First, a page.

Legislative Public Meetings

File #: 18-0776   
Type: Report to Council Status: Passed
Meeting Body: City Council
On agenda: 9/5/2018
Title: Direction Regarding Public Outreach and Submitting a Charter Amendment to Voters Regarding Changing At-large with Numbered Seats to District-Based Elections
Attachments: 1. California Voting Rights Act, 2. Kaku v. City of Santa Clara, Statement of Decision, June 6, 2018, 3. Kaku v. City of Santa Clara, Amended Statement of Decision, July 24, 2018
Related files: 19-1168, 19-0676, 19-0361, 19-0362, 19-0677, 19-0679, 19-0678




Direction Regarding Public Outreach and Submitting a Charter Amendment to Voters Regarding Changing At-large with Numbered Seats to District-Based Elections




Cities throughout the state have increasingly been facing legal challenges to “at-large” systems of electing city councilmembers. The California Voting Rights Act (“CVRA”) was adopted to address vote dilution caused by at-large election systems in the presence of racially polarized voting. Almost all cities challenged under the CVRA have settled claims out of court by voluntarily shifting to district-based elections. In the Bay Area, cities including, among others, Fremont, Menlo Park, and Morgan Hill, have recently switched to district-based elections.


This issue made headlines in our neighboring city of Santa Clara over the last several months. Santa Clara, which has a charter provision with an at-large, numbered-seat system nearly identical to Sunnyvale’s system, was sued by the South Asian Law Alliance claiming that the system violated the CVRA by diluting the vote of Asian voters. Santa Clara chose to litigate the issue and the case went to trial in April 2018. The Santa Clara County superior court judge agreed with plaintiffs, holding that Santa Clara’s system violated the CVRA. The second phase of the trial to determine remedies was held in July 2018, and the court ordered Santa Clara to shift to district-based elections (six districts and a separately-elected mayor) beginning in November 2018.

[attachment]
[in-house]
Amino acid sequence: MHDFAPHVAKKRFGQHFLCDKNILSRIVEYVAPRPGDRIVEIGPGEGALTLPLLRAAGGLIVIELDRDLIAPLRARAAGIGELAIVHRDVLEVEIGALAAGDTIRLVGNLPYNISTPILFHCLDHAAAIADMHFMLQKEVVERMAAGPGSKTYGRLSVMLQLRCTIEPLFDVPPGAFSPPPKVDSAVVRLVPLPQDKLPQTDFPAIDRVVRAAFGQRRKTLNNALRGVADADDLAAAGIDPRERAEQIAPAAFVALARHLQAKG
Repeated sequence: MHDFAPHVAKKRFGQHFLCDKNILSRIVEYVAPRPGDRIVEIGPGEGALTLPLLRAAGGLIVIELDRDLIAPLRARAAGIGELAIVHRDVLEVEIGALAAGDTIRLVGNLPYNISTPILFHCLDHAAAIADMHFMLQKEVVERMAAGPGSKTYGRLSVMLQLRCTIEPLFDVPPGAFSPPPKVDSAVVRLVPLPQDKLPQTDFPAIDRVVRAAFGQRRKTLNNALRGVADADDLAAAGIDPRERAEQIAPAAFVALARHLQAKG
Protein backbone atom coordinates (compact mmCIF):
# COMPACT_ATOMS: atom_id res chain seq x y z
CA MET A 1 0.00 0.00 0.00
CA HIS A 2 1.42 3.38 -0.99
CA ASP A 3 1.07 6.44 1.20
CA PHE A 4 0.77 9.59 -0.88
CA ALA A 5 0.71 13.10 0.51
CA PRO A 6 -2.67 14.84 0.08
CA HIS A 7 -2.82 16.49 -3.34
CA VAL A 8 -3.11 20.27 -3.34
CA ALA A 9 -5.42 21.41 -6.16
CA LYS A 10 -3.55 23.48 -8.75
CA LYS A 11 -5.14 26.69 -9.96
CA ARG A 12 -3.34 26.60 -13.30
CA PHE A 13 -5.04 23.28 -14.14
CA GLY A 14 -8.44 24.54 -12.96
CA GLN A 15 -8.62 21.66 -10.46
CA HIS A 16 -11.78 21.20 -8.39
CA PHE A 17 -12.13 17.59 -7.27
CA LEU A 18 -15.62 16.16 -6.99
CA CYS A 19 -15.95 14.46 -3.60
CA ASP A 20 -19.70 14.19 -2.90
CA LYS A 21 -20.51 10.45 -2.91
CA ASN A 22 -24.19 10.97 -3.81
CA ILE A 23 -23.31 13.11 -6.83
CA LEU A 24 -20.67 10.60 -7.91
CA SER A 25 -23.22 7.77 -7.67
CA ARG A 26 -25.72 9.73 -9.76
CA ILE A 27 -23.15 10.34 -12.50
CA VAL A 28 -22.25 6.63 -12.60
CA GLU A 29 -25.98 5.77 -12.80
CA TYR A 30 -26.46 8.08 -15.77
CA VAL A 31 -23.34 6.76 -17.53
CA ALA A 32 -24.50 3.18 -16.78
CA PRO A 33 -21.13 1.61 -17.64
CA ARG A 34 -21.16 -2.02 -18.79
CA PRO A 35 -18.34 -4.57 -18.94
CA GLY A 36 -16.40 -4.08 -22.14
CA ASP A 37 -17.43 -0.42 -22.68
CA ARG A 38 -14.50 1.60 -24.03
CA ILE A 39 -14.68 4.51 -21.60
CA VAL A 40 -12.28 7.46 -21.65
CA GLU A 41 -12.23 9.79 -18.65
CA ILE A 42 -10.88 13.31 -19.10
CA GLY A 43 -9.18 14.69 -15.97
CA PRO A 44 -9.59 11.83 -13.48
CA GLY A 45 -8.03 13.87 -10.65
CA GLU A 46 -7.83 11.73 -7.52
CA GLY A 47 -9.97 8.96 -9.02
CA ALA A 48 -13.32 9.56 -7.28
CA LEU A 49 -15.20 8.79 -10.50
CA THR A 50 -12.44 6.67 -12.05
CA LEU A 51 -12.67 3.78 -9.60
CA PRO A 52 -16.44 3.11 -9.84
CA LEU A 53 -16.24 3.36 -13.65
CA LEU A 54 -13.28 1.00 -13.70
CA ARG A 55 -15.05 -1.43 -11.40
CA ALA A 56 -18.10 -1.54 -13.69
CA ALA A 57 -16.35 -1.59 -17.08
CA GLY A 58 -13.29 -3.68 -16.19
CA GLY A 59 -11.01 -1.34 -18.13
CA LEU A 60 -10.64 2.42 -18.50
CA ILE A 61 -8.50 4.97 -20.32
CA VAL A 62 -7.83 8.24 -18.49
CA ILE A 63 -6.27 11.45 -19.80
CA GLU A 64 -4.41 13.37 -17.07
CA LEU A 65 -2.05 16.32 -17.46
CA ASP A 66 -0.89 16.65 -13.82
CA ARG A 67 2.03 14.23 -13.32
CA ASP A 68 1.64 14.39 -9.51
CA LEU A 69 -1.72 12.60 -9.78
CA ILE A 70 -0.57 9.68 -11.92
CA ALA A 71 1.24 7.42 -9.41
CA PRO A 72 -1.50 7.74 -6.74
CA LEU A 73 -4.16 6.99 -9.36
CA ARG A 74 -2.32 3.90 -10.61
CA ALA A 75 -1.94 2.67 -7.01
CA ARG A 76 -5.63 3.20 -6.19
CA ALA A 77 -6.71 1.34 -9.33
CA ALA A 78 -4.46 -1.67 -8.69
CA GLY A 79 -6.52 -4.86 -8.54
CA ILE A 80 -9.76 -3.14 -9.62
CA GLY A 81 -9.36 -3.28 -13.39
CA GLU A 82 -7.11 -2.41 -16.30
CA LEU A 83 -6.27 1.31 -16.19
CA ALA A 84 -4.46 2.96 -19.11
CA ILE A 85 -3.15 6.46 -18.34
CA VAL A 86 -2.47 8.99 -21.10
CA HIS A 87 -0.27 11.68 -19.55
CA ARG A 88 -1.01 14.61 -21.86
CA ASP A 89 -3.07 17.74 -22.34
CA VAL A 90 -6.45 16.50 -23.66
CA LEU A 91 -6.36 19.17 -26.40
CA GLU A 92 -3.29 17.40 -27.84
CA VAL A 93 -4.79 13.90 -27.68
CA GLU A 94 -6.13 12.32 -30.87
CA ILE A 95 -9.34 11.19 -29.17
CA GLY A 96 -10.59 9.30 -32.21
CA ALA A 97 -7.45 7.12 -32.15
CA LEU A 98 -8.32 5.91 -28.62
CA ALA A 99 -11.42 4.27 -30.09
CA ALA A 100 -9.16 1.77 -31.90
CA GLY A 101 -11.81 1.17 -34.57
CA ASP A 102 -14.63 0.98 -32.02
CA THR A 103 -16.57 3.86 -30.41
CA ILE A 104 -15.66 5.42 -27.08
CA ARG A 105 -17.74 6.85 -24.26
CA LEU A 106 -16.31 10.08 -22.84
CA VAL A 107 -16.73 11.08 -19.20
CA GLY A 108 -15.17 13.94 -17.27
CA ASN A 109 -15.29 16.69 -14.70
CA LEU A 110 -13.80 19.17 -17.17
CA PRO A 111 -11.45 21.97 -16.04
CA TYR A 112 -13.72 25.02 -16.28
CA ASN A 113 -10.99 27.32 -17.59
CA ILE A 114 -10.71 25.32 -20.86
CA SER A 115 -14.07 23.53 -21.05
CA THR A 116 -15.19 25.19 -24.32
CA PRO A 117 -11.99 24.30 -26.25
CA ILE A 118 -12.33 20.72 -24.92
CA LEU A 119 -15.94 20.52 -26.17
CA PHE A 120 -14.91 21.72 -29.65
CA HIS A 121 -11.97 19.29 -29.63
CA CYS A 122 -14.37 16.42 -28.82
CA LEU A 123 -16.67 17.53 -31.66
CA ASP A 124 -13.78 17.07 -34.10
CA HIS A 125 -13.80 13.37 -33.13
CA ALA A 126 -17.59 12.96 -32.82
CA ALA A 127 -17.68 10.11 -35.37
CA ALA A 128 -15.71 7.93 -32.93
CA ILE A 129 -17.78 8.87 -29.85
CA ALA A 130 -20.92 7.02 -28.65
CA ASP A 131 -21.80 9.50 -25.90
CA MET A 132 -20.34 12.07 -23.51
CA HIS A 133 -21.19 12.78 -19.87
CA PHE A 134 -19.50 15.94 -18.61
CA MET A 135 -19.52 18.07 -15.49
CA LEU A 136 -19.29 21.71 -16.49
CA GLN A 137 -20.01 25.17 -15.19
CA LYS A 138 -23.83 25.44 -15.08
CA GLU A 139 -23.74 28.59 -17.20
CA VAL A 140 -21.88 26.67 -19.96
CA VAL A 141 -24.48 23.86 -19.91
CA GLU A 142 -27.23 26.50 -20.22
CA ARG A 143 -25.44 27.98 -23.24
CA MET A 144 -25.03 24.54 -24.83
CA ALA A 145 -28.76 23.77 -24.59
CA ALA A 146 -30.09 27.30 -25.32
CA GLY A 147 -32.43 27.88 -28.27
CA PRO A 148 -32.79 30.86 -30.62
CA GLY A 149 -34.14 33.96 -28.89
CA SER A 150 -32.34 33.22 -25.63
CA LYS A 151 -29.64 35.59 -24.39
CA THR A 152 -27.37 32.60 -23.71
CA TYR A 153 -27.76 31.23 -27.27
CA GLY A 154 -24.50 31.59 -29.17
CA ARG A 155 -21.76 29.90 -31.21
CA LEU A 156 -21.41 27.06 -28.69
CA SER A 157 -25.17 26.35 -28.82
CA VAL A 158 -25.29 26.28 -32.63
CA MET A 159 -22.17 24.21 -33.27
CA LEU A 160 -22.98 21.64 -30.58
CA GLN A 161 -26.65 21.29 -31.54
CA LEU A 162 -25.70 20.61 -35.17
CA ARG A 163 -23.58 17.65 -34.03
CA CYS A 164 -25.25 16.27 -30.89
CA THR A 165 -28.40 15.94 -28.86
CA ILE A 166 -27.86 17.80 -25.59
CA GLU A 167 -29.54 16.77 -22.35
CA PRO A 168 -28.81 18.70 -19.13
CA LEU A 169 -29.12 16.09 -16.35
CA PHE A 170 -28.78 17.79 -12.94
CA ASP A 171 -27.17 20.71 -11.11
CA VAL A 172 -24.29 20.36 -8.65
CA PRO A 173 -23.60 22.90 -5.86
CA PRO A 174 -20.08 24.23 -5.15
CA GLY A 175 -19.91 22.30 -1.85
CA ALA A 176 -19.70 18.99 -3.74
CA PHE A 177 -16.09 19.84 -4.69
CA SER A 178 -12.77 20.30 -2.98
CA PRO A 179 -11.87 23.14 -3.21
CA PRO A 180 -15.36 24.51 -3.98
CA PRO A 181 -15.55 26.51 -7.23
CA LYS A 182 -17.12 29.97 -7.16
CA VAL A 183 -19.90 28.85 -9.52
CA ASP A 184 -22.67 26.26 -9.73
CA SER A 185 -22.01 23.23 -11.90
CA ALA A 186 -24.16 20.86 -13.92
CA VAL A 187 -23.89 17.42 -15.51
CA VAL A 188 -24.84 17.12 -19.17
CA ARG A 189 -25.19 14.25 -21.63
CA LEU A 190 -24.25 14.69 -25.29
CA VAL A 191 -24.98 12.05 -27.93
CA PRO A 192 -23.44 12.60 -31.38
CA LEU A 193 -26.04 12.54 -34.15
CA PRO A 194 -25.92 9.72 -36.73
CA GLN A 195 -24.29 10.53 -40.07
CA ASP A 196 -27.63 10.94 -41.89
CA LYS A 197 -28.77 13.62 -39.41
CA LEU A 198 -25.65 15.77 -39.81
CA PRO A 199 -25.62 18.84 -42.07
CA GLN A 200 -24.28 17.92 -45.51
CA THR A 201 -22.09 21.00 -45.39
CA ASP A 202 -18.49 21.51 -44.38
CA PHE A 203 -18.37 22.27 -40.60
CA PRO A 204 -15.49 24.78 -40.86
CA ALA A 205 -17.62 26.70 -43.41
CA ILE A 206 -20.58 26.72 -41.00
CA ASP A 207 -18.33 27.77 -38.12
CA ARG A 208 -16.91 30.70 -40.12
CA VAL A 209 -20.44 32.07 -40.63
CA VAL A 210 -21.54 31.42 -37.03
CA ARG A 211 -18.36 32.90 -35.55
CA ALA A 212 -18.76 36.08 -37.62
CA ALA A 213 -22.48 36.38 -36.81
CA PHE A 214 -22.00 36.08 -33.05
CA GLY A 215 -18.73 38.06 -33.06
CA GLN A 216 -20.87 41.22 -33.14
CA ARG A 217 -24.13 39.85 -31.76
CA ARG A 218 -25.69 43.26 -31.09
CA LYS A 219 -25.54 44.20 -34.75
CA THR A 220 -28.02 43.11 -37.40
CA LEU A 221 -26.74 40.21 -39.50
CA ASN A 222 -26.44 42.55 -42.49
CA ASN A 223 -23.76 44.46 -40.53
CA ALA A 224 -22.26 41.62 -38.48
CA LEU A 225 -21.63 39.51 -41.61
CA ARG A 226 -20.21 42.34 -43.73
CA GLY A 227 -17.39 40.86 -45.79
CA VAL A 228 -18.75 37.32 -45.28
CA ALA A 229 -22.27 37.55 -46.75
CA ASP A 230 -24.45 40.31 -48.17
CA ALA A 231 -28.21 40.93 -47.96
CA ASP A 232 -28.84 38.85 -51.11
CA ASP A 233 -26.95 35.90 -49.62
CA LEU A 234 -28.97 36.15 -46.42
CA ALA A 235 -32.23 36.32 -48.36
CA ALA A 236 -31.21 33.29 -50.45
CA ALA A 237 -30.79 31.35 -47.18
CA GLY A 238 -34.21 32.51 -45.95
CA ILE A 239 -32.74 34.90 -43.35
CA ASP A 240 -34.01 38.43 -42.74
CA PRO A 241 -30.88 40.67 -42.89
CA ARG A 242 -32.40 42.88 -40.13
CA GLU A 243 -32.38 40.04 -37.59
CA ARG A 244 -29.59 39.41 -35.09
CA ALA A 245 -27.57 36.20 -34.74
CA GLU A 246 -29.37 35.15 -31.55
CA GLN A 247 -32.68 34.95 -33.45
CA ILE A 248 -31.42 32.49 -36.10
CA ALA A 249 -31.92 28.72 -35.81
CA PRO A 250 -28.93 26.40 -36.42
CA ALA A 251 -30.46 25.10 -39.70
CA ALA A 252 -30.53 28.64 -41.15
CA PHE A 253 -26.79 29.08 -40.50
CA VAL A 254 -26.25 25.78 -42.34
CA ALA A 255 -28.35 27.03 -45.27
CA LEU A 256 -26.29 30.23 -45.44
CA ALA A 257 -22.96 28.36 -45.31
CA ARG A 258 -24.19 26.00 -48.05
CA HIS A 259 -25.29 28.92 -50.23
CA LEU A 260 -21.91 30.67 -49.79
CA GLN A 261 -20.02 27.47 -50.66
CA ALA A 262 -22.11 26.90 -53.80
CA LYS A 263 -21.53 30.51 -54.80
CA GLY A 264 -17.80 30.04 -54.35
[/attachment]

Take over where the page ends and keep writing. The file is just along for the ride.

Although most cities that have changed their electoral systems have done so under the threat of CVRA litigation, staff is bringing this issue forward and recommending that the Council make the voluntary choice to submit the issue to Sunnyvale voters as a charter amendment to comply with the CVRA’s disfavor of at-large electoral systems and eliminate the City’s exposure to litigation. The fact that Santa Clara’s substantially similar system was recently struck down makes this issue timely for the Council’s consideration. As discussed in detail below, Sunnyvale would likely face a high burden if sued, CVRA litigation is tremendously costly, and the outcome of litigation would be highly uncertain. Voluntarily initiating the process to switch to by-district elections will give the Council greater flexibility to determine the process, and the community greater opportunity for input, than the City would have if CVRA litigation is threatened or commenced.